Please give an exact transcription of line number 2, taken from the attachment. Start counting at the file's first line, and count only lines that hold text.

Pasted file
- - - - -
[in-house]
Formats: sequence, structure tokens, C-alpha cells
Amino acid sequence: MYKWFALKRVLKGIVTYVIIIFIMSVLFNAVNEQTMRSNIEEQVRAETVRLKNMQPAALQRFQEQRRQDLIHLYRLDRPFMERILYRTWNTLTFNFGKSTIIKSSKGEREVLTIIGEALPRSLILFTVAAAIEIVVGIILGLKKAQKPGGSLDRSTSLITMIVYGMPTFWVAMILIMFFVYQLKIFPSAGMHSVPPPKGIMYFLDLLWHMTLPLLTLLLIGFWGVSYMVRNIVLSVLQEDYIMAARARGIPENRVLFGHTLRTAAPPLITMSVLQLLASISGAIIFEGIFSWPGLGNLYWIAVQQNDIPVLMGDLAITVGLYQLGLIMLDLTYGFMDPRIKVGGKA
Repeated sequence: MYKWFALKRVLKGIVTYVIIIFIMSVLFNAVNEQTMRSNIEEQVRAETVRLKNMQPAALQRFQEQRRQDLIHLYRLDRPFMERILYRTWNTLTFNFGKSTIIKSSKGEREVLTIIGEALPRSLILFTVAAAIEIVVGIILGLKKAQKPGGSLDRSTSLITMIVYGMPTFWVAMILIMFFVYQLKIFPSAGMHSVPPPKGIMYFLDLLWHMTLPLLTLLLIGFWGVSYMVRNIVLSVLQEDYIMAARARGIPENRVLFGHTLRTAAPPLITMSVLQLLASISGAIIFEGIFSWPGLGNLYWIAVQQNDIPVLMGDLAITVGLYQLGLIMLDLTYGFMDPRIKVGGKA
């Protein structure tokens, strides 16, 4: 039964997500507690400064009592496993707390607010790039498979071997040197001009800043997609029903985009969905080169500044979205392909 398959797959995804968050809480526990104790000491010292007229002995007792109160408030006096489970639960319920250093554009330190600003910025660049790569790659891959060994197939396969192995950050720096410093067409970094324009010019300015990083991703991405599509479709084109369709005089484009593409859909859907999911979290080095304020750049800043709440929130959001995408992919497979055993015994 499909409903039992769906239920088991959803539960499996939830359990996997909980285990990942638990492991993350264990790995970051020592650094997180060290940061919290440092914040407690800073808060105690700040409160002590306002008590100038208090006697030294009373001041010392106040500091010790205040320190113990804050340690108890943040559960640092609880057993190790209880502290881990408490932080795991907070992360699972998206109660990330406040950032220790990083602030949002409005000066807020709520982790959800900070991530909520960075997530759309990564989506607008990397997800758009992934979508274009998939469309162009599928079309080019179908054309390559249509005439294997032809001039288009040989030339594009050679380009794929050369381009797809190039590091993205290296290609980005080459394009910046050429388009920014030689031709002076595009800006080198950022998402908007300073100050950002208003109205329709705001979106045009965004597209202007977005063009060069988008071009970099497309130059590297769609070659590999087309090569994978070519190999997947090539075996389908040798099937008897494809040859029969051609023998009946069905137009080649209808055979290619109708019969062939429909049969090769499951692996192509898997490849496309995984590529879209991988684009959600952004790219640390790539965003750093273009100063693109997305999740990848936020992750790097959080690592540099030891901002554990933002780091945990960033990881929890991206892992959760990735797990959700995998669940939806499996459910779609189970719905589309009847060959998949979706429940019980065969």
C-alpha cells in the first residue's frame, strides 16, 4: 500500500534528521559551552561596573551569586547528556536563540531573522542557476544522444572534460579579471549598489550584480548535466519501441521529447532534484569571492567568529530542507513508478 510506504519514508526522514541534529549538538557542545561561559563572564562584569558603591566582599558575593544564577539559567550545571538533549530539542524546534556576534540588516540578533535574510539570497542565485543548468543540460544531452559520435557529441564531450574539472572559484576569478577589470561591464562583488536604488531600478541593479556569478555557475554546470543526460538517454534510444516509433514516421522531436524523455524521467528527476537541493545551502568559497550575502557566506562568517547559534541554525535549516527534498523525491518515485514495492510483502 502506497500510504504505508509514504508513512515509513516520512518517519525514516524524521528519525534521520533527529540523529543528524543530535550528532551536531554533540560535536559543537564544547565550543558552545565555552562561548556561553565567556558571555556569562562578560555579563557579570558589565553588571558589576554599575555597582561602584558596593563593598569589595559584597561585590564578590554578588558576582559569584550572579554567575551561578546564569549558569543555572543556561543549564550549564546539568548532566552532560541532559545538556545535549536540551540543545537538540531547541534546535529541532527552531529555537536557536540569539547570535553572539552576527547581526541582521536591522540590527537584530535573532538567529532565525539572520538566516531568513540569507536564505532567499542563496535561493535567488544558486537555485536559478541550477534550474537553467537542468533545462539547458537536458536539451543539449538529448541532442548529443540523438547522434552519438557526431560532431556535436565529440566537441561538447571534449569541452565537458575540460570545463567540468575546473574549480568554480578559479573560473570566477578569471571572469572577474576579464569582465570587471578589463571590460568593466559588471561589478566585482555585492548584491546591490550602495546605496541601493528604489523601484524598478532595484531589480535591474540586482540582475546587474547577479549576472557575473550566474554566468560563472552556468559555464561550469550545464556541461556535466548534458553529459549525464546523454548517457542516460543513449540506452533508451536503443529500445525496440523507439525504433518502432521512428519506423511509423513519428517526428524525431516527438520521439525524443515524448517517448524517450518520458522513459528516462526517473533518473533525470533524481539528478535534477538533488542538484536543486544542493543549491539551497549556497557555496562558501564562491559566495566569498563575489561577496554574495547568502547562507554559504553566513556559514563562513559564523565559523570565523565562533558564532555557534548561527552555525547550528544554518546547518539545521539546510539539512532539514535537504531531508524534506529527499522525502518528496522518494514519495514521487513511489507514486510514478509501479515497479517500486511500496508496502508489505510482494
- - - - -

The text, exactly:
Formats: sequence, structure tokens, C-alpha cells